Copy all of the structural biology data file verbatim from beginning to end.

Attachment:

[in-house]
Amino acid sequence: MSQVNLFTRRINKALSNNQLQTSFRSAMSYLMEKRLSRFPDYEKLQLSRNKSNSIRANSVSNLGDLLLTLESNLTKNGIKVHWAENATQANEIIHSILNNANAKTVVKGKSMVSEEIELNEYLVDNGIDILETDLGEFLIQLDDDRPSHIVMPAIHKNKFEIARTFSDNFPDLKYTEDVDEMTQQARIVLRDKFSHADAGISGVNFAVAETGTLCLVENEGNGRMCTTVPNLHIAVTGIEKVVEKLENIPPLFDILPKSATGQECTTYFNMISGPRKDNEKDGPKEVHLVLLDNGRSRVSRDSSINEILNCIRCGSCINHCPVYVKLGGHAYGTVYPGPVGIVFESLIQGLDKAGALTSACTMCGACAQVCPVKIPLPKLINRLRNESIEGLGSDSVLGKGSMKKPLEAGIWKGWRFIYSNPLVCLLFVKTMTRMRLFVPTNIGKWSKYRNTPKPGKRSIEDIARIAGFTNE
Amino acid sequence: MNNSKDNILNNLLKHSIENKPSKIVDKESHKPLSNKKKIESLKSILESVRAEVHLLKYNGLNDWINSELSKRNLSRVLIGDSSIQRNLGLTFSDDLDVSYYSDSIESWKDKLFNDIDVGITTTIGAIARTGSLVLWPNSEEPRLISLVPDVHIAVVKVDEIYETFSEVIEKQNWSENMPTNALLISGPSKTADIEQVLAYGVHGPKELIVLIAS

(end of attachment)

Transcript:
[in-house]
Amino acid sequence: MSQVNLFTRRINKALSNNQLQTSFRSAMSYLMEKRLSRFPDYEKLQLSRNKSNSIRANSVSNLGDLLLTLESNLTKNGIKVHWAENATQANEIIHSILNNANAKTVVKGKSMVSEEIELNEYLVDNGIDILETDLGEFLIQLDDDRPSHIVMPAIHKNKFEIARTFSDNFPDLKYTEDVDEMTQQARIVLRDKFSHADAGISGVNFAVAETGTLCLVENEGNGRMCTTVPNLHIAVTGIEKVVEKLENIPPLFDILPKSATGQECTTYFNMISGPRKDNEKDGPKEVHLVLLDNGRSRVSRDSSINEILNCIRCGSCINHCPVYVKLGGHAYGTVYPGPVGIVFESLIQGLDKAGALTSACTMCGACAQVCPVKIPLPKLINRLRNESIEGLGSDSVLGKGSMKKPLEAGIWKGWRFIYSNPLVCLLFVKTMTRMRLFVPTNIGKWSKYRNTPKPGKRSIEDIARIAGFTNE
Amino acid sequence: MNNSKDNILNNLLKHSIENKPSKIVDKESHKPLSNKKKIESLKSILESVRAEVHLLKYNGLNDWINSELSKRNLSRVLIGDSSIQRNLGLTFSDDLDVSYYSDSIESWKDKLFNDIDVGITTTIGAIARTGSLVLWPNSEEPRLISLVPDVHIAVVKVDEIYETFSEVIEKQNWSENMPTNALLISGPSKTADIEQVLAYGVHGPKELIVLIAS